From Turin to Egypt and back again: the Savoy egyptian collection
The core of the Museo Egizio is the collection of Egyptian antiquities owned by the Savoy family – the dynasty which shaped Turin and Piedmont, and that will lead Italy to independence and reunification.
Everything start in 1630, when the Bembine Tablet gets to Turin…
Savoy family and Museo Egizio: falling in love with Egypt
The Bembine Tablet, named after the Cardinal Pietro Bembo (1470 – 1547), an important figure in the Italian Humanism movement, was acquired by the scholar and antiquarian after the Sack of Rome (1527).
Technically the Tablet is not an Egyptian artefact, but a Roman copy.
The tablet was acquired by the Gonzaga family, the rulers of Mantua, after Bembo’s death and it arrived in 1630 in Turin after the defeat of Mantua army by the Emperor Ferdinand II.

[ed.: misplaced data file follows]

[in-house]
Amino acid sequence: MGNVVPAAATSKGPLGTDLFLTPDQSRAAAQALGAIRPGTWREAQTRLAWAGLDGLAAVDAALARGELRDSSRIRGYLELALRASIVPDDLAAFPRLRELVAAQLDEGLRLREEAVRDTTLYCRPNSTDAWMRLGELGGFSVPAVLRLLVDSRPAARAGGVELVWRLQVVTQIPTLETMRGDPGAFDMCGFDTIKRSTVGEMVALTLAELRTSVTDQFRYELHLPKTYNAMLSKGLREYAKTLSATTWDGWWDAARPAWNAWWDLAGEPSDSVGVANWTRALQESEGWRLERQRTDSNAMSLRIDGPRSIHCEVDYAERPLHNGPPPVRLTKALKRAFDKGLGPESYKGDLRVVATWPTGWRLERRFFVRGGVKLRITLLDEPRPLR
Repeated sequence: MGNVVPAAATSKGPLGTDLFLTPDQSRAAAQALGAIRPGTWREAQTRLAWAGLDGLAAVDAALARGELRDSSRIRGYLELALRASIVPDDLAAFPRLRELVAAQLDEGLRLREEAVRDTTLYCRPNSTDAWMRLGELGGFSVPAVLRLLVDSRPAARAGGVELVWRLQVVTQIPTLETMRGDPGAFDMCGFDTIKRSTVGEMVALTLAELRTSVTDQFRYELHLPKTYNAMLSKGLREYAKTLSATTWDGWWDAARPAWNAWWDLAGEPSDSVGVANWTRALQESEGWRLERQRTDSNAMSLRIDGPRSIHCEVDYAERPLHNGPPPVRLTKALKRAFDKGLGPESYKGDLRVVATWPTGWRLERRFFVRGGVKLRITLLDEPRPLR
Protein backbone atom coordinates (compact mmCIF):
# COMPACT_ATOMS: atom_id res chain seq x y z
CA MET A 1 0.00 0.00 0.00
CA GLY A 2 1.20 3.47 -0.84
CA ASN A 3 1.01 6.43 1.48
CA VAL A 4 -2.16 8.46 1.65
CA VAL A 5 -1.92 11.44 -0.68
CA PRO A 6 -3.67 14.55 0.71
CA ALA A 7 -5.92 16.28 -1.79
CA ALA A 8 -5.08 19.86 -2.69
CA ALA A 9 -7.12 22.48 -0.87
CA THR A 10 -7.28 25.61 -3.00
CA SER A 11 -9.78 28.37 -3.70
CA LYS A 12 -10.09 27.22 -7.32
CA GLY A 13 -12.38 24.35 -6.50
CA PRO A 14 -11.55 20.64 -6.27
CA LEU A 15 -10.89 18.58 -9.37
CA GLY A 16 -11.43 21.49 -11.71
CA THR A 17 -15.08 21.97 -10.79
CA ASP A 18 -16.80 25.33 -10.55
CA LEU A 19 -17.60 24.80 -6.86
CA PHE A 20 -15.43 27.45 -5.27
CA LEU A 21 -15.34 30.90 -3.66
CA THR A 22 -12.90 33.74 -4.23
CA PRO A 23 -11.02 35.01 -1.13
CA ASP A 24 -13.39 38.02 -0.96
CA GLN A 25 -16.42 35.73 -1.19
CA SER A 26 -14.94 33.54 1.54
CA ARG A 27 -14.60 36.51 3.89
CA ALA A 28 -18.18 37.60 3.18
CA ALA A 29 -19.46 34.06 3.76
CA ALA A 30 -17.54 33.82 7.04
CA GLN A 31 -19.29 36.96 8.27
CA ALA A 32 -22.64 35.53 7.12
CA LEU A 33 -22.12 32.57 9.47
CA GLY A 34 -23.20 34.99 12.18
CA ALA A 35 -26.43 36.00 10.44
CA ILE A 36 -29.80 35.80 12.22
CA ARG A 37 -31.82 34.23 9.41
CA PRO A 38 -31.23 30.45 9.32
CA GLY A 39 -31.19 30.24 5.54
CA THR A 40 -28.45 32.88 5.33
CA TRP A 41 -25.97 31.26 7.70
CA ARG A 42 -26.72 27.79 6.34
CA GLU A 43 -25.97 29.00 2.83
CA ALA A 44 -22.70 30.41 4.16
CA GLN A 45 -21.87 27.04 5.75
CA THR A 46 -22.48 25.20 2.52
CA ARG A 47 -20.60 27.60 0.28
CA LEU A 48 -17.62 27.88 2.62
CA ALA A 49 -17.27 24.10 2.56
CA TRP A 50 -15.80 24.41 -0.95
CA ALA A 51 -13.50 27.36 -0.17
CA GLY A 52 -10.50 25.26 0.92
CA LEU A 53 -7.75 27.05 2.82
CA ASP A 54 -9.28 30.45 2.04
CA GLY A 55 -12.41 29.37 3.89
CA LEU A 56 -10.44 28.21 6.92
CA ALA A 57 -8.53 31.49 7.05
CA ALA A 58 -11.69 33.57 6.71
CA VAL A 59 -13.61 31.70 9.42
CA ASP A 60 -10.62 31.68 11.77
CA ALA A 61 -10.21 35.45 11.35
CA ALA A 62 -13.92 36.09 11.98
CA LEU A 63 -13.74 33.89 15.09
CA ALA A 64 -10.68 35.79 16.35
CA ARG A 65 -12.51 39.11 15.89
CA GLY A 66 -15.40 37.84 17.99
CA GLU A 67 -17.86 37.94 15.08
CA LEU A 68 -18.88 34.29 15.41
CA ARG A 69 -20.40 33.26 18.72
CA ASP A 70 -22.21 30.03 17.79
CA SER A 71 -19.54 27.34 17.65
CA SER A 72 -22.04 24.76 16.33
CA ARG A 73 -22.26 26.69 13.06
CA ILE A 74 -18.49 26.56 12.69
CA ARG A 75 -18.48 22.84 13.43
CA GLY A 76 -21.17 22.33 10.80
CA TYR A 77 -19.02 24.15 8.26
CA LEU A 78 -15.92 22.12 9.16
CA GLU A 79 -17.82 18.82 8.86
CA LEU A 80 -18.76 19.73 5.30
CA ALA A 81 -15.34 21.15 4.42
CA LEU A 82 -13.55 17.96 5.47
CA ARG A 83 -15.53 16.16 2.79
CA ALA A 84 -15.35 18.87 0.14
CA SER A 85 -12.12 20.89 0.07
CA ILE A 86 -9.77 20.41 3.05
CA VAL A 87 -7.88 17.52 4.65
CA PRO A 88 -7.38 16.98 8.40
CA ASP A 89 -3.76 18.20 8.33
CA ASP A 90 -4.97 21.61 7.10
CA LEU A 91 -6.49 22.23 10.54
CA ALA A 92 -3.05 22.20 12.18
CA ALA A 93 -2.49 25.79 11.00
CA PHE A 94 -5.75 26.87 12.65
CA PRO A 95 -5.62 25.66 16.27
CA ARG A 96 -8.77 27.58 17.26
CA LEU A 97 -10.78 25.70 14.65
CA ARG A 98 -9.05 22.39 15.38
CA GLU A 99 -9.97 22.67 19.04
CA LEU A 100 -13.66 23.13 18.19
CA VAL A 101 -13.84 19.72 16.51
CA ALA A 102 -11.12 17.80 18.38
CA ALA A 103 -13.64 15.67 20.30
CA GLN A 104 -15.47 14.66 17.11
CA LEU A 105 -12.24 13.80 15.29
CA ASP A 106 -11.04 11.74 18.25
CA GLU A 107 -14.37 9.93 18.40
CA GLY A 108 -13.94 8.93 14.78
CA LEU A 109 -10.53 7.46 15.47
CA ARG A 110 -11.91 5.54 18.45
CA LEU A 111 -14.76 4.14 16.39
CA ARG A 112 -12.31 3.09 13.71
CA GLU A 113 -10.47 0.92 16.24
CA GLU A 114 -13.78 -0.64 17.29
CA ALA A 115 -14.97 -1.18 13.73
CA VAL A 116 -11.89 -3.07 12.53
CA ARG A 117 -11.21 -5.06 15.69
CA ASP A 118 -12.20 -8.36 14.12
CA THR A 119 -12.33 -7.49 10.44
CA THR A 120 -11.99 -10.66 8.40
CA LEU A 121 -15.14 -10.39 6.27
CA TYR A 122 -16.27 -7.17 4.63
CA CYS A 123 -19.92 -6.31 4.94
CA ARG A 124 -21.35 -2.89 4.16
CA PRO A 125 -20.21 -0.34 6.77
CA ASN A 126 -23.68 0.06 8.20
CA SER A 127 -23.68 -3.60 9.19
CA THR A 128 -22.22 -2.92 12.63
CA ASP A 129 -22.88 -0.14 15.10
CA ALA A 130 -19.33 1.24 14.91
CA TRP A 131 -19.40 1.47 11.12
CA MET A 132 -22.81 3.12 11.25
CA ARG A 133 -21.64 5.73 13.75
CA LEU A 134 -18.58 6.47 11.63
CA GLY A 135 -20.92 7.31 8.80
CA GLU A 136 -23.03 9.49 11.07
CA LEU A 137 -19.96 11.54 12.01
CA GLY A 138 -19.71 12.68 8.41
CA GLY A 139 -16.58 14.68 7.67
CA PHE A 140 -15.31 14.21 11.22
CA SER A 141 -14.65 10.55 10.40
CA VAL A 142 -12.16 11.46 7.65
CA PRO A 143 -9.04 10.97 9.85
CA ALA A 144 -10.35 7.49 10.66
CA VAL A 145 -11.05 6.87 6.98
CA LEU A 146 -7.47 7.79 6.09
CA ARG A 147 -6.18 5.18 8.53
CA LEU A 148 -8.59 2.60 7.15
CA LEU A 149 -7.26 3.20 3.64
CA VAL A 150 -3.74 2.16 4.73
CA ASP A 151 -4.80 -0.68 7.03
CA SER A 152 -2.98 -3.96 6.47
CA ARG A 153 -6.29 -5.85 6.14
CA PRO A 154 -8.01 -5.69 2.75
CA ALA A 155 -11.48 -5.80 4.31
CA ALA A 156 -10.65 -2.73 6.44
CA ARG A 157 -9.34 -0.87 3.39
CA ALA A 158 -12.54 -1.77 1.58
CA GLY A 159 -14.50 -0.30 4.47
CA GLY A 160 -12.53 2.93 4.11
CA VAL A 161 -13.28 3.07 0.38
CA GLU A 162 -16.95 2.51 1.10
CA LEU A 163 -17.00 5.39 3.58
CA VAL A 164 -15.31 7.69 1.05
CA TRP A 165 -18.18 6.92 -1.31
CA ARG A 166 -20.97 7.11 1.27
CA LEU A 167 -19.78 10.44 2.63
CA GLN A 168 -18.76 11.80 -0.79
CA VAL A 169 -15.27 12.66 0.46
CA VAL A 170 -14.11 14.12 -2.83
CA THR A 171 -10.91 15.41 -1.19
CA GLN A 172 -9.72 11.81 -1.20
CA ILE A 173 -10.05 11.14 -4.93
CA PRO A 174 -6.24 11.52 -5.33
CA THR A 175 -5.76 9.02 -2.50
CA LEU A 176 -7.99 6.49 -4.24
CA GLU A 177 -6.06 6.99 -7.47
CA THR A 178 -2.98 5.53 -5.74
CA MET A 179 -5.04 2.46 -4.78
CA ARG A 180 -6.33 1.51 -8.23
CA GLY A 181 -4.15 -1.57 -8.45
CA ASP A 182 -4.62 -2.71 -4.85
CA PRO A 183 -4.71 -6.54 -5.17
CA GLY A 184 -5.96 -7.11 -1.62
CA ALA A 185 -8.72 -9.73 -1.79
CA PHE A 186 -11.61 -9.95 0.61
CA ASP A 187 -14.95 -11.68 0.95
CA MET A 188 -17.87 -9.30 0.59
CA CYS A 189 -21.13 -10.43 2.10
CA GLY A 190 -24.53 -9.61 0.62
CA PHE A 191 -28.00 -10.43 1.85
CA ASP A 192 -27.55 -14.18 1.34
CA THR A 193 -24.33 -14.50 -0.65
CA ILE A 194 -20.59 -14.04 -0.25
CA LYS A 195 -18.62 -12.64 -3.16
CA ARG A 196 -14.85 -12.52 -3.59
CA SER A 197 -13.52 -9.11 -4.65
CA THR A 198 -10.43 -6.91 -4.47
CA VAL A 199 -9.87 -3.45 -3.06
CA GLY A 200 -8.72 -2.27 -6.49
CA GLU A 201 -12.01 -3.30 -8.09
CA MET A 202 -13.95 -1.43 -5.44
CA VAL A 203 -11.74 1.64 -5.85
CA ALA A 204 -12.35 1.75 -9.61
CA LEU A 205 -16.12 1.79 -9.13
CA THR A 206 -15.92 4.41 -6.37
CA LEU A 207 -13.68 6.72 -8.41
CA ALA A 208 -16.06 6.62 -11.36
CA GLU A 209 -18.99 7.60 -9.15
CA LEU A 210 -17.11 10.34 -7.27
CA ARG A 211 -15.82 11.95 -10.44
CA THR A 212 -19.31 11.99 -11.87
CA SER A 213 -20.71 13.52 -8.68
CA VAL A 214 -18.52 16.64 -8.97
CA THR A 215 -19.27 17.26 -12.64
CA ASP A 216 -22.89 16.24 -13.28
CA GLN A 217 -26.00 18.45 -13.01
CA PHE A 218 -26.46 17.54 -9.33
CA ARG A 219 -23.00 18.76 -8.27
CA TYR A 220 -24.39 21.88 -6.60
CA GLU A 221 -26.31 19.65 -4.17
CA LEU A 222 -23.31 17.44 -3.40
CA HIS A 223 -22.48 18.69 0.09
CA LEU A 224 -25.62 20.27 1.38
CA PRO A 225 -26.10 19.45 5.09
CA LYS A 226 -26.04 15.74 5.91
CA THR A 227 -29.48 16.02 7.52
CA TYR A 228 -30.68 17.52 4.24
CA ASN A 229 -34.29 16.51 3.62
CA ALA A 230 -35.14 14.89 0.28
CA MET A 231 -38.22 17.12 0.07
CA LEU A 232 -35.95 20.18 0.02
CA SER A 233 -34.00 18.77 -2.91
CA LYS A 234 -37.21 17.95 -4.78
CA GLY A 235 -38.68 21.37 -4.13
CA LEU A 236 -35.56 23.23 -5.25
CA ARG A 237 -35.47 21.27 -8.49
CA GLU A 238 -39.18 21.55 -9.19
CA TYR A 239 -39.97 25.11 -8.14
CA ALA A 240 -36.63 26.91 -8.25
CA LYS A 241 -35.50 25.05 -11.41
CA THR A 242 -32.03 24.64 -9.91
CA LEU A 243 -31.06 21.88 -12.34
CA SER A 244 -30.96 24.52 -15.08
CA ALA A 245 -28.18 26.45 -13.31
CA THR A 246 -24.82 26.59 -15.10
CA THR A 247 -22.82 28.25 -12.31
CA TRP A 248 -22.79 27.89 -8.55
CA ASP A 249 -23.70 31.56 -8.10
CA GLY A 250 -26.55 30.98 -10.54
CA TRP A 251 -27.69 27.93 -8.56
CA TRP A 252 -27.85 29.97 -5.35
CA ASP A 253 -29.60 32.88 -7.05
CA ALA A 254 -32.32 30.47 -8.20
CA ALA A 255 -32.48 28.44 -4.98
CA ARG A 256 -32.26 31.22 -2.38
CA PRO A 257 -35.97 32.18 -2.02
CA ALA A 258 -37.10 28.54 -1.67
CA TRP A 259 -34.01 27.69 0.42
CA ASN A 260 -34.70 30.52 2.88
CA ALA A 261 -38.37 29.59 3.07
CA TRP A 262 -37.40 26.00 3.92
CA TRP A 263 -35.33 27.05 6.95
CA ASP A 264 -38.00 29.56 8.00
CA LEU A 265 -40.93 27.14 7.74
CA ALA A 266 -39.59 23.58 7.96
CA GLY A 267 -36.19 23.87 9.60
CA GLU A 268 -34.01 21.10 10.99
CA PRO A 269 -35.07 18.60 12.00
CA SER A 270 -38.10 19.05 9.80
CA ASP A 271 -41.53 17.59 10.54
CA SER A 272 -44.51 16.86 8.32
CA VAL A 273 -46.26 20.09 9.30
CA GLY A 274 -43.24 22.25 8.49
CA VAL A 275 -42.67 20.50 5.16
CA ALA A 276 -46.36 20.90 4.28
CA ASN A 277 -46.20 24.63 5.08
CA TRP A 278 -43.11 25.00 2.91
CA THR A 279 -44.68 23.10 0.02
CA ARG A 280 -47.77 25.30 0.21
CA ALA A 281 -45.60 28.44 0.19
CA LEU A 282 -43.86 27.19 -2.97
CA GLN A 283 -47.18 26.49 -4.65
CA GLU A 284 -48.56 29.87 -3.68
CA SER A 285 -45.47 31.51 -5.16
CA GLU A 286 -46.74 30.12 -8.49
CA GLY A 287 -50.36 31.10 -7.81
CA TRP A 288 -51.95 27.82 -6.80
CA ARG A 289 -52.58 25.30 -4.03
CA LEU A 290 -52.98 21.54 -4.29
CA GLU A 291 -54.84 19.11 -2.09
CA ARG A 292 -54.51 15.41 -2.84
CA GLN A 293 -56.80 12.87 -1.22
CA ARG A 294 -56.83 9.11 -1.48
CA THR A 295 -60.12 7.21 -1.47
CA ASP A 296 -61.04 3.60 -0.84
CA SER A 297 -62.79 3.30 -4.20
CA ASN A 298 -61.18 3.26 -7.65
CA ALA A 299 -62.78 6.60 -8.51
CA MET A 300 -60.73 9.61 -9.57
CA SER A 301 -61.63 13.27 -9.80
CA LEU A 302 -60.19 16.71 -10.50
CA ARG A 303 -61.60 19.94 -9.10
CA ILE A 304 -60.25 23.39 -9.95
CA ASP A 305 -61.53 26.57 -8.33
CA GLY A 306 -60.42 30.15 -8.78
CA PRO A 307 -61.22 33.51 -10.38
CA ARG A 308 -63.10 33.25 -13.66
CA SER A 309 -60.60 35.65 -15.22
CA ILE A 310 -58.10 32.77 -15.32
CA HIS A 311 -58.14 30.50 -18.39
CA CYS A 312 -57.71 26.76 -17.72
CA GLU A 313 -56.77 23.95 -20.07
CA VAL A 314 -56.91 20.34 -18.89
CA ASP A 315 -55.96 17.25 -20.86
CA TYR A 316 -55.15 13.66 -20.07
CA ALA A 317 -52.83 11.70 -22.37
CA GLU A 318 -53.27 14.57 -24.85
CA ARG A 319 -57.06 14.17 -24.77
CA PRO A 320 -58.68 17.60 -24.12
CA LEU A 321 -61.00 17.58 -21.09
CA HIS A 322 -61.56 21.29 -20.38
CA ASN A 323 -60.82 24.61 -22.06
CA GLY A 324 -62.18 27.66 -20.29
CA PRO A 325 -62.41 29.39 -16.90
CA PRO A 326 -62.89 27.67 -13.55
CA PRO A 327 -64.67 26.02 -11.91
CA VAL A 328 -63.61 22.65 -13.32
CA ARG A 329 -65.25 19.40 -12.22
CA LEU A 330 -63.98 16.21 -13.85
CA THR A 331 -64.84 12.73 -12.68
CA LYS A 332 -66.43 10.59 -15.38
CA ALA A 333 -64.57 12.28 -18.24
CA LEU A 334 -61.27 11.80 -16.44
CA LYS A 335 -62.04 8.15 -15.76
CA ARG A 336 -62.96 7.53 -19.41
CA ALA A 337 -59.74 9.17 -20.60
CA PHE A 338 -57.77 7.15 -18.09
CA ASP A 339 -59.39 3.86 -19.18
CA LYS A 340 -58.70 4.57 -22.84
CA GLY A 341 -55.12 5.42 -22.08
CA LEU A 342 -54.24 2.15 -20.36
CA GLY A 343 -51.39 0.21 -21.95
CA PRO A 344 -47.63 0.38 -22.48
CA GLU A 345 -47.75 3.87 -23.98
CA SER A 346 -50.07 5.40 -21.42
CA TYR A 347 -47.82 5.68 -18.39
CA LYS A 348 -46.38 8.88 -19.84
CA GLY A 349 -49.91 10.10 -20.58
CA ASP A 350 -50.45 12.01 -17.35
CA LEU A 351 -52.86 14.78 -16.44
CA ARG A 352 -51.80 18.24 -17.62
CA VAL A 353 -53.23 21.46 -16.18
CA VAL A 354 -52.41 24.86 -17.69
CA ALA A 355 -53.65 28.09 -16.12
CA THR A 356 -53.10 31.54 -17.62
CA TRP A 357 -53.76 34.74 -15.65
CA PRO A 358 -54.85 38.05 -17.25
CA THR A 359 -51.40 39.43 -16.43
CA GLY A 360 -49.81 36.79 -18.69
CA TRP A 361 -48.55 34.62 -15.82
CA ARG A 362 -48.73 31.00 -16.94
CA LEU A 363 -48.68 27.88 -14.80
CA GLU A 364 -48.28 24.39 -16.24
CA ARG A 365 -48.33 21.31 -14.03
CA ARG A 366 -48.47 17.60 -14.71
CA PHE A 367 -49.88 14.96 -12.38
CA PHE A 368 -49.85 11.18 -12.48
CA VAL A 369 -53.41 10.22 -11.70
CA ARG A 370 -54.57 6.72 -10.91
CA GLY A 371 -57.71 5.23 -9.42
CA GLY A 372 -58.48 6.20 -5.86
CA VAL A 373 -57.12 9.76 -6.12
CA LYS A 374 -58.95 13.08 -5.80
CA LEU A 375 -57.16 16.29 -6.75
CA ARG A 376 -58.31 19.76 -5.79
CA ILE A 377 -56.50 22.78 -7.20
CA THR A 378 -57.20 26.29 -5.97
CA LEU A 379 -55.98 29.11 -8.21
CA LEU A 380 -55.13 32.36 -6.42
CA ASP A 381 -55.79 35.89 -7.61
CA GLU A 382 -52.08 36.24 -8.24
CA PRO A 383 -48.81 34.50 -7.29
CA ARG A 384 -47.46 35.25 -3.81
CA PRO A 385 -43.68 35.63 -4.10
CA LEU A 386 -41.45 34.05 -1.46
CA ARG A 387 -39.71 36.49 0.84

It’s in 1753 that the current Duke of Savoy, Charles Emmanuel III, is so struck by the beauty of the Bembine Tablet that he plans an expedition to Egypt to acquire more artefacts from the land of the Pharaos.
The expedition chief Vitaliano Donati will come back with more than 3 hundred pieces, an egyptian museum was born…
And definitely an important one: Jean-François Champollion will use Turin’s papyrus collection to test his decryption of the Egyptian hieroglyphic writing.
The Turin Museo Egizio today
The museum has been remodelled in 2006 to celebrate the Winter Olympics Games based in Turin, and it has been completely reorganized in 2015.
The Museo Egizio is now not only the most important collection of Egyptian archeology in Italy and amongst the most important in Europe, but it is also a great modern museum.
The four floors of the museum have been restored to give visitors an even better experience. Great multimedia content spices up the visit too, providing 3D reconstructions of the environment of the artefacts, interactive maps, photo and video galleries.